Netherlands citizen Julio Poch should have been exculpated of any wrongdoing in two weeks. Poch’s ongoing detention of three years has violated six human rights.
Washington, DC (PRWEB) October 04, 2012
Dirk Lokhorst, President of the FJJP: “To this day, no single piece of incriminating evidence against Skyhawk Fighter pilot Julio Poch has been presented to his defense lawyers, in spite of 4 years of searching for evidence by the Argentinian Justice.”
Thursday, September 27th, the FJJP launched a Petition, which list of petitioners will be presented to various bodies within the Dutch and Argentine Governments. The petition simply asks that Human Rights are respected. The FJJP invites all concerned to sign the petition.
Lokhorst: “We hope that this petition will increase the pressure on especially our Dutch government to actively ascertain that Poch’s trial will be fair, and that he will not be turned into an innocent scapegoat. We are excited to report that yesterday the Vereniging van Nederlandse Verkeersvliegers (VNV, https://www.vnv-dalpa.nl/ ), the world’s oldest Airline Pilot Union, has formally joined us in our fight. On October 1st, Evert van Zwol, president of the VNV, submitted a letter to Netherlands Minister of Foreign Affairs Rosenthal, and Netherlands Minister of Security and Justice Opstelten, urging them to actively guard the human rights of Julio.”
In the 1980’s, Julio Poch left his position at Aerolineas Argentinas, to join the KLM Group as a pilot. He was offered an outstanding opportunity: Not only for his career, but also for his family. Life in hyper-inflation South America was not good back then. Poch was a retired military Navy pilot, with several years of experience on the A4 Skyhawk fighter jet. He served during the so-called “Dirty War,” when the military junta of Videla was facing off military militias. Behind the scenes, these years were characterized by the Cold War: Russia and Cuba supported the militias, and the CIA supported the military junta.
Lokhorst: “The Dirty War forms a stain on the Argentinean conscience. Many victims are still not accounted for. Unspeakable atrocities were committed by both sides in the conflict. On June 15, 2005, the Argentinian Supreme Court struck down the decades long Amnesty Laws protecting government officials, military, and police (http://www.hrw.org/news/2005/06/14/argentina-amnesty-laws-struck-down ). This, obviously, was very good news. However, since then, the prisons of Buenos Aires have been filling up with suspects of human rights violations in a most disconcerting way. Julio’s case is not the only case which raises human rights concerns (http://www.hrw.org/world-report-2012/argentina ).”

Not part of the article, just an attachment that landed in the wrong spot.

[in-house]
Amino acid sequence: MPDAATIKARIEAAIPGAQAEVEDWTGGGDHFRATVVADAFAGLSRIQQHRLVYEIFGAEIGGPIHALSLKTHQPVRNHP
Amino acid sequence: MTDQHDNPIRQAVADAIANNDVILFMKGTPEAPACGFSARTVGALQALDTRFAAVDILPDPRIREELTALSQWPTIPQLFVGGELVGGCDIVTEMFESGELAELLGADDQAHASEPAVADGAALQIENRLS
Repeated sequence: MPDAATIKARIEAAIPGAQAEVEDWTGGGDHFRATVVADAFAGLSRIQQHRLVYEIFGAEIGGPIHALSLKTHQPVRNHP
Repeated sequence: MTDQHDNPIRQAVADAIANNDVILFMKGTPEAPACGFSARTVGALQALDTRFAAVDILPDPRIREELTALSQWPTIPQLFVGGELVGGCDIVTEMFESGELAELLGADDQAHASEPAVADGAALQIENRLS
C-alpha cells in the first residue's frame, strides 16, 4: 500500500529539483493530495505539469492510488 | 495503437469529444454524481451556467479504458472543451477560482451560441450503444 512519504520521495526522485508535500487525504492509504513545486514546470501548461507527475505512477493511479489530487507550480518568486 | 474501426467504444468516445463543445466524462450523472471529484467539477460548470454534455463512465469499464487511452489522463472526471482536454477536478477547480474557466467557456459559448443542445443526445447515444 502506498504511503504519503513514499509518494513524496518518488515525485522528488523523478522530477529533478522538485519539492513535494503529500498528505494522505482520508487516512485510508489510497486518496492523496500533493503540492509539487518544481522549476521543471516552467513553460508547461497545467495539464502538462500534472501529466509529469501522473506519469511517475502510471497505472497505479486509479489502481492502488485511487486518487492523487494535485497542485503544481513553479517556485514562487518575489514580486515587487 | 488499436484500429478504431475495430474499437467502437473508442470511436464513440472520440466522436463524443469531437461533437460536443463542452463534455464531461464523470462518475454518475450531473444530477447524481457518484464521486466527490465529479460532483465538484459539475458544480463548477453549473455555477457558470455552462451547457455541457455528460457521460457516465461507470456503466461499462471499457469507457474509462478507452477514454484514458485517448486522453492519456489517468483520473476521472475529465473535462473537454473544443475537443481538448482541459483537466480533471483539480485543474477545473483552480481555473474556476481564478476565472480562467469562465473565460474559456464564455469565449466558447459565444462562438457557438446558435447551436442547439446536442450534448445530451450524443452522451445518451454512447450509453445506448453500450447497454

In that greater context, airline captain Julio Poch was arrested 22 September 2009. Julio Poch’s Dutch lawyer Mr G.J. Knoops (http://www.knoops.info/nl/ ): “The cause for his arrest was a 2003 dinner conversation with several pilot colleagues. During that 10 minute conversation, suspicion arose among a few colleagues that he was involved in so-called Death Flights, in which the Junta dropped opponents to the regime into the Atlantic Ocean. The suspicion reached Argentina, via initial Netherlands justice involvement.”
Poch was arrested: Not in The Netherlands, but in Spain. The arrest took place during his very last operational flight within the Air France/KLM Group, following which Poch would have entered retirement. A carefully prepared operation brought police officers on board and into the cockpit during the airliner’s turn around at Valencia Airport (http://news.bbc.co.uk/2/hi/americas/8271341.stm ). According to the FJJP, Poch was never interviewed or heard by Dutch legal authorities and – at the time of his arrest in Spain - was not aware of any imminent threat, and initially mistook his arrest in Valencia as a retirement flight hoax. Unfortunately, his initial laughter soon left him, quickly and long lasting.
Dutch defence lawyer of Julio Poch, Mr G.J. Knoops: “If tried in The Netherlands, Poch would have been exculpated of any wrongdoing in two weeks. Poch’s ongoing detention has violated six human rights: Violation of the Principle of Judicial independency; Violation of the presumption of innocence; Lack of Prima Facie Case; Reversal of the Burden of Proof; Violation of the right to a speedy trial and of the right to Liberty and Security; Erroneous Application of the Concept of Collective Criminal Responsibility. We filed these violations already on 6 October 2011 last year, with the Inter-American Commission on Human Rights (IACHR) in Wahington, DC (case number P-1815-10). We are now one year later and are still waiting to see the Netherlands and Argentinean governments take appropriate action.”
To sign the petition, please visit: